• head-down tilt
  • head-up tilt
  • lower body negative pressure

Cite this

Tymko, Michael M. ; Rickards, Caroline Alice ; Skow, Rachel J. ; Ingram-Cotton, Nathan C. ; Howatt, Michael K. ; Day, Trevor A. / The effects of superimposed tilt and lower body negative pressure on anterior and posterior cerebral circulations. In: Physiological Reports. 2016 ; Vol. 4, No. 17.
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abstract = "Steady-state tilt has no effect on cerebrovascular reactivity to increases in the partial pressure of end-tidal carbon dioxide (PETCO2). However, the anterior and posterior cerebral circulations may respond differently to a variety of stimuli that alter central blood volume, including lower body negative pressure (LBNP). Little is known about the superimposed effects of head-up tilt (HUT; decreased central blood volume and intracranial pressure) and head-down tilt (HDT; increased central blood volume and intracranial pressure), and LBNP on cerebral blood flow (CBF) responses. We hypothesized that (a) cerebral blood velocity (CBV; an index of CBF) responses during LBNP would not change with HUT and HDT, and (b) CBV in the anterior cerebral circulation would decrease to a greater extent compared to posterior CBV during LBNP when controlling PETCO2. In 13 male participants, we measured CBV in the anterior (middle cerebral artery, MCAv) and posterior (posterior cerebral artery, PCAv) cerebral circulations using transcranial Doppler ultrasound during LBNP stress (−50 mmHg) in three body positions (45°HUT, supine, 45°HDT). PETCO2 was measured continuously and maintained at constant levels during LBNP through coached breathing. Our main findings were that (a) steady-state tilt had no effect on CBV responses during LBNP in both the MCA (P = 0.077) and PCA (P = 0.583), and (b) despite controlling for PETCO2, both the MCAv and PCAv decreased by the same magnitude during LBNP in HUT (P = 0.348), supine (P = 0.694), and HDT (P = 0.407). Here, we demonstrate that there are no differences in anterior and posterior circulations in response to LBNP in different body positions.",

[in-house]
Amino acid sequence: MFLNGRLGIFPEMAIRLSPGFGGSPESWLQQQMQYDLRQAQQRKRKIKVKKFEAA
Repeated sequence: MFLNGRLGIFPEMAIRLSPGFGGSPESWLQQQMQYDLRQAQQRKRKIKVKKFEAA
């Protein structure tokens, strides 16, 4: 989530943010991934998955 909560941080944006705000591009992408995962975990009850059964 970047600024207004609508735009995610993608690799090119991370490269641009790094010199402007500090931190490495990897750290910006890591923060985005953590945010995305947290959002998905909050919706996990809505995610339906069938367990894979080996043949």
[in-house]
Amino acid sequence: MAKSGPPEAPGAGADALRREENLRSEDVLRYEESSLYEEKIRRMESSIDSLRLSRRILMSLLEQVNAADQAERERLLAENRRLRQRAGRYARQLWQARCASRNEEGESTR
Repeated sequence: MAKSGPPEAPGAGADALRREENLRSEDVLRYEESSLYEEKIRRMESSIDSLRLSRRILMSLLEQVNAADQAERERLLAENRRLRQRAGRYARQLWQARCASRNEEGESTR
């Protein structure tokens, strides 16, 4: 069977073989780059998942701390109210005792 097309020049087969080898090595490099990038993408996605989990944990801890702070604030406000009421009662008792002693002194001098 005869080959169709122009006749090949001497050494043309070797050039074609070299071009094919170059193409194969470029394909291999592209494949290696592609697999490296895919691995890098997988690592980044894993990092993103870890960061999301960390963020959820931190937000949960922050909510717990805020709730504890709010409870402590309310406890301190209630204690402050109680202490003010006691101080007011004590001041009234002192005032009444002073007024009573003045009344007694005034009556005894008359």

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The effects of superimposed tilt and lower body negative pressure on anterior and posterior cerebral circulations. / Tymko, Michael M.; Rickards, Caroline Alice; Skow, Rachel J.; Ingram-Cotton, Nathan C.; Howatt, Michael K.; Day, Trevor A.

In: Physiological Reports, Vol. 4, No. 17, e12957, 01.09.2016.